No Title 19
Scenic southwest U.S. 68
If you thought the scenic views, historic sites, and attractions along U.S. 68
stopped in Lebanon, you couldn’t be more wrong. West of Bowling Green, this scenic
route is chock-full of places to visit and attractions to admire.
Sharing the Shaker life
Start your trip at the Shaker Museum at South Union. Founded in 1807, the Shaker
community here once sprawled across 6,000 acres and included 200 buildings. Guided
tours of the 1824 Centre House, one of only three remaining buildings, include
details about daily life, and how the society dealt with the outside world.
Beginning on the fourth floor and working your way to the basement, you’ll see
schoolrooms; sleeping quarters; sewing, laundry, woodworking, broommaking, and
preserving rooms; kitchen; and dining rooms, all filled with original Shaker furnishings
The Shaker Museum holds monthly events on various aspects of Shaker life. On November
13, for instance, A Shaker Breakfast will take place from 9 a.m. to 11 a.m. Lifted
from detailed accounts in the community’s Civil War-era journals, guests are invited
to sample “a morning meal like no other.” Christmas at Shakertown, December 3-4,
will feature antiques and crafts, and from December 6-17 visitors are invited
to prepare a Christmas meal circa 1900 Shaker-style. For additional information
on tours and special events, contact: Shaker Museum at South Union, 850 Shaker
Museum Rd., South Union, KY 42283, (270) 542-4167.
Confederate rich Russellville
Continuing west on U.S. 68 to Russellville, stop at the Public Square. The brick-paved,
tree-lined square contains benches from which you can look at the Confederate
cannon, fountain, and several historically significant markers.
At the Logan County Chamber of Commerce, on South Main Street, you can pick up
a Historic Walking/ Driving Tour Guide. More than 40 buildings in the heart of
town, many dating from the early 1800s, are highlighted in the brochure. The most
famous is probably the Southern Bank of Kentucky building, now a private residence.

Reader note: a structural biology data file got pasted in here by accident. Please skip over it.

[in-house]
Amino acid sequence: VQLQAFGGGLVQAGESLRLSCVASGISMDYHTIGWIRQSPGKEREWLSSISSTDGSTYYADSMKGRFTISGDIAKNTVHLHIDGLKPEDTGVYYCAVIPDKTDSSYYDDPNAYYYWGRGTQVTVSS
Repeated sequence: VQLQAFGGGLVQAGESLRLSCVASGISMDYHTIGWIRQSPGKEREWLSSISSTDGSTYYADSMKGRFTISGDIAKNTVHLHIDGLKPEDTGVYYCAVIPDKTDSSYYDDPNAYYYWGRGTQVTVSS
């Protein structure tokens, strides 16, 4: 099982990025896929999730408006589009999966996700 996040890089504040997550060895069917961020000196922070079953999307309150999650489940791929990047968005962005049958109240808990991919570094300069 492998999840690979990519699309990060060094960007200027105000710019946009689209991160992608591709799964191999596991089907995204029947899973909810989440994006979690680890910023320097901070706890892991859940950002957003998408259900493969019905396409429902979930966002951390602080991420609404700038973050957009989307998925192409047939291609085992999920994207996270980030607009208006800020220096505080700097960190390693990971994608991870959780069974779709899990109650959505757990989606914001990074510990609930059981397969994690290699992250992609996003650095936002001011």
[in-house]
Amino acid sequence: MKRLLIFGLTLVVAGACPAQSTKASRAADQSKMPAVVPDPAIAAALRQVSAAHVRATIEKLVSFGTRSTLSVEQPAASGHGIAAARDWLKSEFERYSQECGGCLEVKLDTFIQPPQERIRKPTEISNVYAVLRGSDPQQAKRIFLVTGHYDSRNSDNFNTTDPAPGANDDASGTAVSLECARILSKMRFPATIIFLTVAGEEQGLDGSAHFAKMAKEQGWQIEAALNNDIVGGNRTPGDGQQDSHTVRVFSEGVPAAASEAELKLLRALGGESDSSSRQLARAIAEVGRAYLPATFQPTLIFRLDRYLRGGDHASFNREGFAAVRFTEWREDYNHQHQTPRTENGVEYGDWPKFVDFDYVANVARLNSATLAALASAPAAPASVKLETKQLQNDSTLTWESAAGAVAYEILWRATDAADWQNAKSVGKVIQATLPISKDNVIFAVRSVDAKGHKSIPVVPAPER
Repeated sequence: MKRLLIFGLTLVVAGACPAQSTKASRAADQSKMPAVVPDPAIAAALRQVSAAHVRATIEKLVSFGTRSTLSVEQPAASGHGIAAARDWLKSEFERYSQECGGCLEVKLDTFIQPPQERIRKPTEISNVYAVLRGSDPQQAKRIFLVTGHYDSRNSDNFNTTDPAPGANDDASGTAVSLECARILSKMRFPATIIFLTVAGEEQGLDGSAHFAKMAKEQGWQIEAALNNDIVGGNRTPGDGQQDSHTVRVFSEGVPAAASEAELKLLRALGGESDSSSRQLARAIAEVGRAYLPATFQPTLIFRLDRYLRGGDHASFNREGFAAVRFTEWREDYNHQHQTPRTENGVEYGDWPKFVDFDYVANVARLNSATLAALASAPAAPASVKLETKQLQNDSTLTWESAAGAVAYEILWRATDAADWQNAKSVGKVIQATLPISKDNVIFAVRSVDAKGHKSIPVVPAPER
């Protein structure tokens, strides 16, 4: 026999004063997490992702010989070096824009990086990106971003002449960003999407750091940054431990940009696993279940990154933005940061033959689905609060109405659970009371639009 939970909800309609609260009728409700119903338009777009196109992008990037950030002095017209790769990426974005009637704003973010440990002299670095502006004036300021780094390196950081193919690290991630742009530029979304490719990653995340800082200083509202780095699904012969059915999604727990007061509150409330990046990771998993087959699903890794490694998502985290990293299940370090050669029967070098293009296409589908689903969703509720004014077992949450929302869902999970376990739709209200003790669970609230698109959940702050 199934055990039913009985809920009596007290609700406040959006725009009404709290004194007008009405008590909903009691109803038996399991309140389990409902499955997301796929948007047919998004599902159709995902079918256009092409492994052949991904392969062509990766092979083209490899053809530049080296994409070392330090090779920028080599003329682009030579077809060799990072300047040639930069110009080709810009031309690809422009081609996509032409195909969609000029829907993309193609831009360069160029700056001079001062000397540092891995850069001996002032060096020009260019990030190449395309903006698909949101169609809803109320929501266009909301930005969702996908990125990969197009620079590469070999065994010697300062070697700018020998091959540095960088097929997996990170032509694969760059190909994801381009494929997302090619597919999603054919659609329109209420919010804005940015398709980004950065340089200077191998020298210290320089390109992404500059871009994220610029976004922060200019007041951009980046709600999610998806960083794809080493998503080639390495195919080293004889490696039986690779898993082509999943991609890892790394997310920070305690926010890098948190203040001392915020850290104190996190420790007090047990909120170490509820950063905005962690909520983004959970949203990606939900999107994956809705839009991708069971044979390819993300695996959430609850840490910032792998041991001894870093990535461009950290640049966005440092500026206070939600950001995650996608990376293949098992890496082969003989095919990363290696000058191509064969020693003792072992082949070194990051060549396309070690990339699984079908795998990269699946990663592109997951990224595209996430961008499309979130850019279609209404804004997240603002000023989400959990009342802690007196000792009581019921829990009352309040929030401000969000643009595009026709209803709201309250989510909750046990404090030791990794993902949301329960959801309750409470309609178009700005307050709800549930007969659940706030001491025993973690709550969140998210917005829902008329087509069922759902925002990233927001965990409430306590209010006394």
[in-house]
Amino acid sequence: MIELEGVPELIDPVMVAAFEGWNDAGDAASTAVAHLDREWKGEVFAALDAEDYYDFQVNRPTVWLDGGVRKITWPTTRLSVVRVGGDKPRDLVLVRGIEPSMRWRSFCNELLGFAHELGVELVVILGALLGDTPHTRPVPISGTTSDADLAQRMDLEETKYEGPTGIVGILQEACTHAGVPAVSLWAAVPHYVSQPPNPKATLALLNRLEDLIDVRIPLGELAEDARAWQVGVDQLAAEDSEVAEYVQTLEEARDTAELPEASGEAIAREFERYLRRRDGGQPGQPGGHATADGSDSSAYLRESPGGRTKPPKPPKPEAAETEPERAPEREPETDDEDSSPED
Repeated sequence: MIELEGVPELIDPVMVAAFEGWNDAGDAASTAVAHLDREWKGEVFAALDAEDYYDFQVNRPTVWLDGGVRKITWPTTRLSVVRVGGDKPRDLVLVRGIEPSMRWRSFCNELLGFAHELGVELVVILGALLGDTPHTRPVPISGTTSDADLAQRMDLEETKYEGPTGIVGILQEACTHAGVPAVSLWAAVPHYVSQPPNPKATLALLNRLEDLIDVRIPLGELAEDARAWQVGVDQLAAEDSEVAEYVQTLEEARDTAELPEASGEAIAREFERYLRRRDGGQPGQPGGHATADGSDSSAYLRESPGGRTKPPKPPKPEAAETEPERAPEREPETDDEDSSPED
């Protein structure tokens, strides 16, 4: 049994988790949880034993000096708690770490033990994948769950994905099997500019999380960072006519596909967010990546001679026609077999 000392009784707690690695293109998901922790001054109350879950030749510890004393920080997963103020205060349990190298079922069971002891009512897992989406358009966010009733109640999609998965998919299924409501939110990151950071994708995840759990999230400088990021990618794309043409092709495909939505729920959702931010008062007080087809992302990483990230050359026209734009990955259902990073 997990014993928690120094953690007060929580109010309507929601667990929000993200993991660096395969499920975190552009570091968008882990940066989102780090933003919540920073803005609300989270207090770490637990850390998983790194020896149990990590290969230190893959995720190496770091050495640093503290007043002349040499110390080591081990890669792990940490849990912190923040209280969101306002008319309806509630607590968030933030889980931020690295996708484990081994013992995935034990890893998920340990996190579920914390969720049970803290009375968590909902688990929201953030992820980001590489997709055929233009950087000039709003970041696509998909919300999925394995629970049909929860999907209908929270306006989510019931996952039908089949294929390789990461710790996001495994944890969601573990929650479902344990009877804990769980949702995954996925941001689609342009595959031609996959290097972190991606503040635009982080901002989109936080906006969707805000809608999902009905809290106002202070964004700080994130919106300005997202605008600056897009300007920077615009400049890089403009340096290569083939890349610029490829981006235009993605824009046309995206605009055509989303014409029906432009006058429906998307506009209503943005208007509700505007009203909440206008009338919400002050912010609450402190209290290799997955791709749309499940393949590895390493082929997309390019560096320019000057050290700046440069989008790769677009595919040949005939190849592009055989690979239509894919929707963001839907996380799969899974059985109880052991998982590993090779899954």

It was here, in 1868, that Jesse James and his gang first got into the bank-robbing
business. For additional details about what to see and do in Russellville, contact:
Logan County Chamber of Commerce, 116 S. Main St., Russellville, KY 42276, (270)
World’s tallest monument
Follow 68 west to Fairview and the Jefferson Davis State Historic Site. You’ll
see the 351-foot-high obelisk long before you reach it. It is, in fact, the tallest
concrete monument in the world.
The memorial, erected to commemorate the President of the Confederate States of
America, rises just a few yards from where Davis was born on June 3, 1808. The
monument has 7-foot-thick walls at the base, tapering to 2 feet thick at the top.
There’s an elevator that climbs to an observation area offering panoramic views,
but it’s closed for renovation until May 1, 2000. For additional information,
contact: Jefferson Davis State Historic Site, P.O. Box 10, Fairview, KY 42221,
Hopkinsville’s Trail of Tears
Further west on U.S. 68 is Hopkinsville, where you’ll find the Trail of Tears
Commemorative Park. This memorial commemorates one of the saddest chapters in
the story of America-the forced removal of the Cherokee nation from their ancestral
homes in Georgia, North Carolina, Tennessee, and Kentucky.
There’s a museum, located in a mid-1800s cabin, where exhibits and displays detail
the Cherokee lifestyle before, during, and after the infamous Trail of Tears.
On a small hill nearby are the graves of Chiefs Whitepath and Fly Smith, leaders
who brought their people to this spot and succumbed to illness before the trek
resumed. For more information on the Trail of Tears Commemorative Park, contact: